Restructuring sets Lloyds TSB back by pounds 425m

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The Independent Online
JOHN EISENHAMMER

Financial Editor

The newly-merged Lloyds TSB high street banking colossus yesterday announced a heavy pounds 425m provision for restructuring which it hoped would produce significant cost savings in years to come.

Revealing 1995 pre-tax profits up 16 per cent to pounds 2.08m before the one- off charge, Sir Brian Pitman, chief executive, said shareholders would not have to wait long before the first cost benefits came through.

The group has set itself a target of saving pounds 350m a year from 1999. But the bank has already combined some of its dealing and head office functions, as well as the Lloyds and TSB leasing and asset management businesses. Sir Brian said there would be "quite a lot of scrapping" in terms of IT systems and specialised premises as the merging group chooses either the Lloyds or the TSB option. The group is working on the restructuring with the Boston Consulting Group, which handled the Glaxo Wellcome merger.

Sir Robin Ibbs, Lloyds TSB chairman, said: "In relation to the benefits to come from this merger, we do not think the restructuring charge is particularly high." The group remains coy about branch closures, expected in the later phase of the restructuring next year, where analysts calculate substantial scope for savings.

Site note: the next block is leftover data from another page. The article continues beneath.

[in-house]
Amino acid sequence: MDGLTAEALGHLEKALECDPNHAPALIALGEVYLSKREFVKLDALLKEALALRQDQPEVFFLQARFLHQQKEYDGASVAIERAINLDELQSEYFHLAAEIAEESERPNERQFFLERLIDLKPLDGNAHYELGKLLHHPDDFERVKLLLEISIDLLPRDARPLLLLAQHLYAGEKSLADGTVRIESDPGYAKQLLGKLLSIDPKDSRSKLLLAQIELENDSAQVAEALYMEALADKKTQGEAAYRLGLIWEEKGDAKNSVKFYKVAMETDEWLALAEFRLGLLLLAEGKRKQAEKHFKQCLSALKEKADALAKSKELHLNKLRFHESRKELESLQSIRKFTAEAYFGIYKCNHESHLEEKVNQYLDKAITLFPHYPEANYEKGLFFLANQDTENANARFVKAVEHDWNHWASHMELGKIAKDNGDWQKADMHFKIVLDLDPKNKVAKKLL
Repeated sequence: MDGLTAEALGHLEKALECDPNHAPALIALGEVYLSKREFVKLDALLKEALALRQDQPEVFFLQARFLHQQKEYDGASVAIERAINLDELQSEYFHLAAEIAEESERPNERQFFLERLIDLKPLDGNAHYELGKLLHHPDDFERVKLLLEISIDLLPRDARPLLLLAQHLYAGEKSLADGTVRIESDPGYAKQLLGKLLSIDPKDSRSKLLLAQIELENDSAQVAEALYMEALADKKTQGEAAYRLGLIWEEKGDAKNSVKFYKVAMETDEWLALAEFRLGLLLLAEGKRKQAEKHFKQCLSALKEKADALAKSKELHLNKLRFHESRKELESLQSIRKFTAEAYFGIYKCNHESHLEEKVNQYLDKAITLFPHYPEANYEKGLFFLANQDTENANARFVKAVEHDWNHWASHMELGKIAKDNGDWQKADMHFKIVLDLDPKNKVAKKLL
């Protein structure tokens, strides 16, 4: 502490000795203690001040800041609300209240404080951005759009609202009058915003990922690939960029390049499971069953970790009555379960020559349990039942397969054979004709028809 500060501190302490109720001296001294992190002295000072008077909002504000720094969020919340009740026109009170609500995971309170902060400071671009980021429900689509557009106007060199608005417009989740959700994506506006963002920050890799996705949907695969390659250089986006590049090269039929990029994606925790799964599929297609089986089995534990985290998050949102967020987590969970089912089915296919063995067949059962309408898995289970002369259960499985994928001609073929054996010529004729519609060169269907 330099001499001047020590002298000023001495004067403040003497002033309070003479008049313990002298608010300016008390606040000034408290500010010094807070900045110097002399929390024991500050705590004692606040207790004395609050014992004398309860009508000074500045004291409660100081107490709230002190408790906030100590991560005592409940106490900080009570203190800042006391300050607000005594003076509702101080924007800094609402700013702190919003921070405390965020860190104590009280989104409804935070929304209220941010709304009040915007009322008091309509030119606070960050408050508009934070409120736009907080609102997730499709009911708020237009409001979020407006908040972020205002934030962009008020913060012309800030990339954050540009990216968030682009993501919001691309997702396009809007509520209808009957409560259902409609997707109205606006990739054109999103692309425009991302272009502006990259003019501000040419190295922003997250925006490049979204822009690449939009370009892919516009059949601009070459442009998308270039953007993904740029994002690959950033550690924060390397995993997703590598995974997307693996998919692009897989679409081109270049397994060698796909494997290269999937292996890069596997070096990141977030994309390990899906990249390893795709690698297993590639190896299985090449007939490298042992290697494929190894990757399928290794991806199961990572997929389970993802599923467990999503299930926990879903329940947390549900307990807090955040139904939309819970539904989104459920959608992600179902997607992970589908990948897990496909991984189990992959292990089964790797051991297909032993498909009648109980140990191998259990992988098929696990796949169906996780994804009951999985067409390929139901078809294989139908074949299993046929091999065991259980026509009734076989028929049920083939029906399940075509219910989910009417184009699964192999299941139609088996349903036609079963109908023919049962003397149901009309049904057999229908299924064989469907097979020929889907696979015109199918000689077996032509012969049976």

Sir Robin said "nothing like the amount of the restructuring charge is to be paid to individuals as some have feared". He added that most of the staff reductions should come through natural turnover, running at a rate of 6,000 a year in the combined bank.

Richard Coleman, analyst at Merrill Lynch, said, "In some senses, the bigger the better with the restructuring charge because this business is all about costs from now on. The big difference between Lloyds TSB and other banks is its ability to reduce costs, especially in a world where it is hard to find income growth."

Although still digesting TSB as well as Cheltenam & Gloucester building society acquired last year, Lloyds said it was still looking for expansion opportunities in retail financial services.

The post-tax return on equity was 23.1 per cent against 20.9 per cent in 1994. The final dividend for 1995 is 7.8p a share. Pre-tax profits from banking, including mortgages, were up 59 per cent to pounds 823m on increased volumes and cost control. Insurance pre-tax profits were up 30 per cent to pounds 556m. Lloyds TSB shares closed down 6p yesterday 341.5.

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